Minimalism is different for each person, I think. I’m not a single person living out of a backpack and coding my way across exotic locales. Many people think that’s what minimalism is. Maybe that’s what it is for you, but that’s not it for me. That’s not what this post is about.
I recently attended a funeral. Naturally it makes one think of their own mortality. The following day, I was ruminating on my commute to work about what would happen if I was no longer among the living.
I was thinking tactically. My family would have to clean up some of my physical objects. The Stuff in the basement, my closet, etc.
Maybe there’s a grieving and healing process that happens when you are responsible for taking care of a departed loved ones stuff. I’m lucky to not have had that happen yet.
I was imagining my family having to open boxes and otherwise examine the stuff we have. Some of it cherished, and worthy of keeping. Much of it not. Things like the old computers, and other electronic devices. Old toys from when my kids were younger, long forgotten. None of that stuff is useful to us at this point. Maybe someone else will value it. Why do we keep these things? I don’t want to fill up landfills any more than I have to, but these things take up physical and mental space.
I’m learning to control inputs and outputs of “stuff”.
The primary goal is to stop in incoming flow of stuff.
Stop buying things I don’t need
There’s a great rule of thumb that I’ve been working with. Once I have the impulse to purchase something new, I stop myself and see if I want it tomorrow or two weeks from now. That time delayed is based on price. A new 3$ pen (tomorrow) versus a new iPad for example (wait a week at least).
I’m also tracking my spending in my notebook this month. Seeing the data does reinforce the habit, in my experience.
Figure out a way to keep junk mail from even entering the house
We don’t have a rigid routine on checking mail in our house. Whomever grabs it brings it in, and lays it in a particular place. The adults in the house sort it frequently and dump more than half of it into the recycle bin. What a waste of paper.
I don’t know how to get off the mailing lists, so I’d like to do that sorting before it comes into the house to completely remove that input.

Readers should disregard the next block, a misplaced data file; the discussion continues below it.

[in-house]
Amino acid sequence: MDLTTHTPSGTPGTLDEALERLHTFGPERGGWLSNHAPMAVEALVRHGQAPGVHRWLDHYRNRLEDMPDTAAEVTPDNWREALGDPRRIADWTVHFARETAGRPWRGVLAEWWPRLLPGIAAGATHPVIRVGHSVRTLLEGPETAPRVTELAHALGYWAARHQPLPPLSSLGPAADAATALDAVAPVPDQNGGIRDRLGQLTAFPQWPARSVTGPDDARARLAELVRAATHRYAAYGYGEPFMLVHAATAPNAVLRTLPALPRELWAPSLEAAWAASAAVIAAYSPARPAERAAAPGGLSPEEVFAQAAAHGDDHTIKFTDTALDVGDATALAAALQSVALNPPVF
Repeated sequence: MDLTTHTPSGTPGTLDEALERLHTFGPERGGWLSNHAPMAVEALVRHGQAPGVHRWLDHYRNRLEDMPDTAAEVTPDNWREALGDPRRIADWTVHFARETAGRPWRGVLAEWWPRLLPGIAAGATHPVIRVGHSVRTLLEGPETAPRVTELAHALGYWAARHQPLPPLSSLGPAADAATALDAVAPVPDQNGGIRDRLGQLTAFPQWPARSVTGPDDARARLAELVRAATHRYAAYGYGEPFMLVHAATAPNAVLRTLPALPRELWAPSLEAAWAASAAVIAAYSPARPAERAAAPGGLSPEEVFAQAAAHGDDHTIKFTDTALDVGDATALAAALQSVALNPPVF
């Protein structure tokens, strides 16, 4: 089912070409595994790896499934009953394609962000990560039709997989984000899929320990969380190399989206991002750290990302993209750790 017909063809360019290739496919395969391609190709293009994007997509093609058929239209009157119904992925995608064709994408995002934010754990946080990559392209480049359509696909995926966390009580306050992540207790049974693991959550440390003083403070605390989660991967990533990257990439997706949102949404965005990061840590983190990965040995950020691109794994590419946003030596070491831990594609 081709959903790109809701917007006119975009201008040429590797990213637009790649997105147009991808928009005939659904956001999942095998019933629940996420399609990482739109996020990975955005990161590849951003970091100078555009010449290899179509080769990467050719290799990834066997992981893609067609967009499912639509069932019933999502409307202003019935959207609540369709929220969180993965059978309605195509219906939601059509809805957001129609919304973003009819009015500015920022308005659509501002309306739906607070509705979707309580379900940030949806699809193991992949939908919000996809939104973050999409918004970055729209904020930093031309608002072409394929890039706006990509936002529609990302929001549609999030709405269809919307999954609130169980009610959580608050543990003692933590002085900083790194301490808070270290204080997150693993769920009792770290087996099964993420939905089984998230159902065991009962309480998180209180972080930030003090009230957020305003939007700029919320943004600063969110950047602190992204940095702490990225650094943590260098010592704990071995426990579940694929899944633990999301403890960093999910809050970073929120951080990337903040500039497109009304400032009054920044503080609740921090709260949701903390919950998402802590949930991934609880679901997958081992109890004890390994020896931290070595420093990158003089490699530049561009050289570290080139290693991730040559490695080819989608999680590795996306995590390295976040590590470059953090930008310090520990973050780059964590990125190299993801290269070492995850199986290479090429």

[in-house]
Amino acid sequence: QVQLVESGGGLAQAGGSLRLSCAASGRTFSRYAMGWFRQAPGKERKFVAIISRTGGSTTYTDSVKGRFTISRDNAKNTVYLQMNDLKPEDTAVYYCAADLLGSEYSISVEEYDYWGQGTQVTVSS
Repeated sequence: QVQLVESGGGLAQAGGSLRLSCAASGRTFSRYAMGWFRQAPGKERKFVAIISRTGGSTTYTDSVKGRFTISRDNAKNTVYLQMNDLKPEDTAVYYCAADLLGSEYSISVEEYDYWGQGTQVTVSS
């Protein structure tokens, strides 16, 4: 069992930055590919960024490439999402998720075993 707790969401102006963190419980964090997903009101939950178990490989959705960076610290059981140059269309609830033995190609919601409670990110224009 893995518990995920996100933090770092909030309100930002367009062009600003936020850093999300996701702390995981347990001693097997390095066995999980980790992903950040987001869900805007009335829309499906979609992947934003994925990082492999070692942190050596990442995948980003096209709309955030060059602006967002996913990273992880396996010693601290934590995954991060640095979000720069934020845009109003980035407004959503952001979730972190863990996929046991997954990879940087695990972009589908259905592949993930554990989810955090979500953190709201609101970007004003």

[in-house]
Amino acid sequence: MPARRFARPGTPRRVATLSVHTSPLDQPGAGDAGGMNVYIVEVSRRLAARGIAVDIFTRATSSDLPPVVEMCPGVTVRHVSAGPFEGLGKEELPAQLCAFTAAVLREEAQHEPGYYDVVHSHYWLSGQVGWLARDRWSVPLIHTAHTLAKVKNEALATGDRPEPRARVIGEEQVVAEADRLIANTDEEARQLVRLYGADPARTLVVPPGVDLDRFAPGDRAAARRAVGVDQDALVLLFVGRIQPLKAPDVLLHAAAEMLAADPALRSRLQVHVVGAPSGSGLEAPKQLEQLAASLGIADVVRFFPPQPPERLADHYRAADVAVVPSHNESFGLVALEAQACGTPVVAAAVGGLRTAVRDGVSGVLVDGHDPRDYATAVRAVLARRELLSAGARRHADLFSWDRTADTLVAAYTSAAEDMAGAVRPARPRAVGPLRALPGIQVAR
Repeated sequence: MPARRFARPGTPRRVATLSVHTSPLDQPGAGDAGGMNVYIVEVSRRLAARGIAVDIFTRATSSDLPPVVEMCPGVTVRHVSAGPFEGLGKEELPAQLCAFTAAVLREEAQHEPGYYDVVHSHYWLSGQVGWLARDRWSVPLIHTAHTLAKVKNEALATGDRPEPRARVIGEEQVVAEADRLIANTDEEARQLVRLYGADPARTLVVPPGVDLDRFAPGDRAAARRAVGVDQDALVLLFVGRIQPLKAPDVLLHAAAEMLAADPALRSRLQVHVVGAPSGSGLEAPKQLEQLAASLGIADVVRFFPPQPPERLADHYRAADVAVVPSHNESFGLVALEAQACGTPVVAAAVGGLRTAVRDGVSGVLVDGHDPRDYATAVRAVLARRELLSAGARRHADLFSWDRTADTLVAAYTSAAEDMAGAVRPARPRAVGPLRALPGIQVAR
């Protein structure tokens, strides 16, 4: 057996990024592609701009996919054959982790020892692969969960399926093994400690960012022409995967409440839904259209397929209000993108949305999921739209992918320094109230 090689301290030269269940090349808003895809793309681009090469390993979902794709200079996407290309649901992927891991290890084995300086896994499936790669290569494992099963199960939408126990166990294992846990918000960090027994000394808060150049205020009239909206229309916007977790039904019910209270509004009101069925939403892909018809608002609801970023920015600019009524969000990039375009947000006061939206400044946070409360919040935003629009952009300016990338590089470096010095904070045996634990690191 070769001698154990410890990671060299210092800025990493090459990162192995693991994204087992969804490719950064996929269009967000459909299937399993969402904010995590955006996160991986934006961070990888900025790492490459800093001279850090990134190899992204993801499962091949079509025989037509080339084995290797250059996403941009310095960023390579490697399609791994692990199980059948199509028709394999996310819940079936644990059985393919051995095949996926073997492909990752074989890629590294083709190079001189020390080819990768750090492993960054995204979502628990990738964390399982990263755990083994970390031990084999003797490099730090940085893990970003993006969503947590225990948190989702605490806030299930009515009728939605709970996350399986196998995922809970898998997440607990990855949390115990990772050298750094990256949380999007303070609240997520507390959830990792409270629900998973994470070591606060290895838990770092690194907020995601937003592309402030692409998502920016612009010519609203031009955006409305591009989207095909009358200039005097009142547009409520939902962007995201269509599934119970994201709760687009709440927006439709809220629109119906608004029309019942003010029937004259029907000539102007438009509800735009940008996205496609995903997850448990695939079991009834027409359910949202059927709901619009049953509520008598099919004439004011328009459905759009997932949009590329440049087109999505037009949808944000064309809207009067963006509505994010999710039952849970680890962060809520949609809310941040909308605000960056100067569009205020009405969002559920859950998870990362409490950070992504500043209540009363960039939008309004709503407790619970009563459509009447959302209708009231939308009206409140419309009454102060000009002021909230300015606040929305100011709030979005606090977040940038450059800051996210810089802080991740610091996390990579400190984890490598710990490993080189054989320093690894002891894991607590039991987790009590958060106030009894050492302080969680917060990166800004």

I’ll have to take on the mail retrieval and sorting or teach my kids to do so. I like the later option. Teach my kids good habits while they’re still young.
This way it’s never in the house to begin with.
What do I do with all this stuff?
Keep, donate, trash
The technique we use is to open a drawer, closet or room, clear it out and place everything into three piles.
- Keep - we want these things
- Donate - someone else could use this
- Trash - these things can be removed as they’re unusable
But I’m looking for another technique as this one is flawed. Many things that wind up in the donate pile need further sorting. General donation or passed on to a specific friend/family member as hand-me-downs. So it’s possible that we end up with multiple “sub-piles”.
Same is true for the trash pile. The sub piles being Shred, Recycle or Trash.
All these layers cause mental overload and makes the task of reducing more stressful. This should be a joyous thing. We’re helping ourselves and perhaps others.
I’d like to commit to a “One Sunday a month jam”. To go through a room or closet and eventually the sleeping giant, the basement.
But first I need to think more of the processes of inputs and outputs. Perhaps a sweep through the space and only look for trash, in its sub piles. Deal with that, then go back through the same space, this time looking for the items to Donate. A more iterative process. An Agile Sparking of Joy?